“I’ve seen ages come and go.” In Takashi Miike’s Blade of the Immortal, men live forever and grudges do too. Children avenge their parents. Brothers avenge their sisters. And men take revenge on the grandchildren of those who wronged their grandparents. An unending cycle of violence that reverberates through generations. Rin, a young girl whose parents are killed by a marauding clan of violent swordsmen, searches for a supposedly immortal warrior, Manji, to help her in her quest to avenge them. Eternal life is a curse. He can only dwell on his endless history: the murder of his sister and the hundred men he killed to avenge her. He’s the past, the present, and the future; an undying symbol of a stagnant age of eye-for-an-eye violence, the damage of which can only be viewed in retrospect and is doomed to ceaselessly repeat itself. And so it does. These swordsmen, attempting to overwrite all traditional values in Japan with their modern philosophies and destroy anyone who stands in their way, believe in fighting one on one, presenting a succession of tiring and tiresome enemies for Manji to overcome, his immortality rendering them all meaningless. There are no consequences for him. There’s no mortality. No winning, no losing. Just the gruelling and endless trudge of battle as a vessel for a young girl’s revenge, and a longing for a death that can never come. And when an opportunity for revenge arises, she’s not the only one seeking it — so then what? Ages come and go. Nothing changes. The only conclusion for a society governed by a code of vengeance is total annihilation. A pile of bodies. A river of blood.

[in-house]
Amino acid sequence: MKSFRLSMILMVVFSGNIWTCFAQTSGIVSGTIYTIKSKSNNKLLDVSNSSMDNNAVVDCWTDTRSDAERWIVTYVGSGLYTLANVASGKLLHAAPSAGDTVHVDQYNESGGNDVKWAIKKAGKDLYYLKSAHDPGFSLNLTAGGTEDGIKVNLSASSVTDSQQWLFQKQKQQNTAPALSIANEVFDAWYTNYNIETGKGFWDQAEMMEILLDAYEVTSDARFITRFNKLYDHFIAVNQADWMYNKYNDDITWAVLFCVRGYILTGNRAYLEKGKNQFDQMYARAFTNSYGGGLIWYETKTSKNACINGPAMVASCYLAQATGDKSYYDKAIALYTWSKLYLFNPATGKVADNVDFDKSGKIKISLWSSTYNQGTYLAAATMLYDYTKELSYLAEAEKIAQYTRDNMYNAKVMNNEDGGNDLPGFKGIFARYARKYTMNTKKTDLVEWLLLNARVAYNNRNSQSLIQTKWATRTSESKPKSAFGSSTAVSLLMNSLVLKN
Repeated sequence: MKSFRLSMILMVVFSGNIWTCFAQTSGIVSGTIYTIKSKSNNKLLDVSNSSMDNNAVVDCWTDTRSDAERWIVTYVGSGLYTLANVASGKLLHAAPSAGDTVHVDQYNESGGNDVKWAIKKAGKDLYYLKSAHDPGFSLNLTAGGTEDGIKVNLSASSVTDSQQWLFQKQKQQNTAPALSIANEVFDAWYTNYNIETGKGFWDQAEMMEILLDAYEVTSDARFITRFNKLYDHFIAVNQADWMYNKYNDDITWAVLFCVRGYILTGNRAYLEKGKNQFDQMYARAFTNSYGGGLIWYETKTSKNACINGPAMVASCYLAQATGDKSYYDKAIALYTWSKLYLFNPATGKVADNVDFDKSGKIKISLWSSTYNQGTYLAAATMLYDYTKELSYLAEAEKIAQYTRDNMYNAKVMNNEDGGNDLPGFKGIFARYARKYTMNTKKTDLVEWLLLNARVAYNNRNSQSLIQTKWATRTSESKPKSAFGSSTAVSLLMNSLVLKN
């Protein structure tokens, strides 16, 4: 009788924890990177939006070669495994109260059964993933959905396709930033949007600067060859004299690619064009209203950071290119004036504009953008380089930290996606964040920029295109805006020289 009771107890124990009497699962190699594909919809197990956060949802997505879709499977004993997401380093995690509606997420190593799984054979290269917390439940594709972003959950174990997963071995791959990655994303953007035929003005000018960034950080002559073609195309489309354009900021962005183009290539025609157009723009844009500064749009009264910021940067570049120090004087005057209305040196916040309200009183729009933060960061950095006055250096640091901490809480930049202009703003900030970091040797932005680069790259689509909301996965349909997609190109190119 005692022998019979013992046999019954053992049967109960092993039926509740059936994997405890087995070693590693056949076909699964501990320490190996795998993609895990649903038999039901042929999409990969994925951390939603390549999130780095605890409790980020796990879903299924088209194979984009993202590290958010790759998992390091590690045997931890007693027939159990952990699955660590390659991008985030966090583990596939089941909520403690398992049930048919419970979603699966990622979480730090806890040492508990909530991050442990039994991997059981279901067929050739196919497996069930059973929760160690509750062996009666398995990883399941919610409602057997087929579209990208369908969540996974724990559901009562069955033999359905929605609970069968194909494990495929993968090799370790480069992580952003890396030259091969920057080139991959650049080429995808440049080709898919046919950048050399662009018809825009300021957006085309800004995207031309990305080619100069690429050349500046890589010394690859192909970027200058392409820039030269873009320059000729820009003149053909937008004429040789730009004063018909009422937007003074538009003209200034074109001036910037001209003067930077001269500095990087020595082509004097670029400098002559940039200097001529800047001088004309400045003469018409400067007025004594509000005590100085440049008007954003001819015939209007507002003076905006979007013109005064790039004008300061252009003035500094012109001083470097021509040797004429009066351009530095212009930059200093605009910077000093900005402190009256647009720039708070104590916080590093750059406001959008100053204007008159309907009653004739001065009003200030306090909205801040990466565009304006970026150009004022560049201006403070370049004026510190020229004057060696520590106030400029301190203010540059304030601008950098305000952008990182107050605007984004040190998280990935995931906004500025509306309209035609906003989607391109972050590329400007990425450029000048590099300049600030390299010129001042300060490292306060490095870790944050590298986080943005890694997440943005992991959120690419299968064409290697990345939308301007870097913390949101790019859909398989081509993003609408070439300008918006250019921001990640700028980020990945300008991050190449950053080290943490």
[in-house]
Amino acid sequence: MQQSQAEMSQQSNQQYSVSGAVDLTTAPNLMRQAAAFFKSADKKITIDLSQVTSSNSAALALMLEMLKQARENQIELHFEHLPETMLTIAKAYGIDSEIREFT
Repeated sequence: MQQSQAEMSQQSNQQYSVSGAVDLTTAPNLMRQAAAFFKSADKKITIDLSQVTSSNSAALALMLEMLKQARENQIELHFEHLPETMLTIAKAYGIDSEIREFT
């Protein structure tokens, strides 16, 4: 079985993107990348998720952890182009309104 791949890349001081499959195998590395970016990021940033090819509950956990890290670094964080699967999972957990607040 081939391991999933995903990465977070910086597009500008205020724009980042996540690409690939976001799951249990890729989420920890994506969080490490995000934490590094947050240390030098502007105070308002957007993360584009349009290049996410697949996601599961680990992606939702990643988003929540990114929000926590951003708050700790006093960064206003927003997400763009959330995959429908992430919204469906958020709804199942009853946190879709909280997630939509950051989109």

In Robin Campillo’s 120 Beats Per Minute, the Seine is blood-red and flows endlessly through Paris. The AIDS epidemic is at its peak, and activist group ACT UP are fighting for greater societal, political and medical understanding and investment in the disease, its causes, and the urgent need for treatment. Campillo, a self-proclaimed “ACT UP militant” in the 1990s, takes us to the heart of the organisation, showing us everything. The weekly meetings held in a nondescript lecture hall, in which any orders of business relating to the group, be it the media reaction to past acts, the planning of future ones, developing slogans to best communicate their messages, or testimonials to members who have died, are discussed, heard, debated and analysed in detail. The actions themselves, like storming the offices of a pharmaceutical company to cover the walls in fake blood, performing at pride festivals, and handing out condoms and safe-sex leaflets in schools. And people’s lives: living, loving, being in love, and the devastating impact of this disease on these lives and on all the lives we don’t see. People are dying from this epidemic and nobody with the power to do anything about it seems to care. “Our friends are dying. We don’t want to die too.” An urgent and vital fight for life. It’s too late for some but they fight anyway. Life is worth fighting for. “Parade my body through the streets.” A man dies and his ashes are wielded as a political weapon. Make them notice. Make them care. Be visible. Fight for life and the river will run blue again. We’re dancing. We’re alive.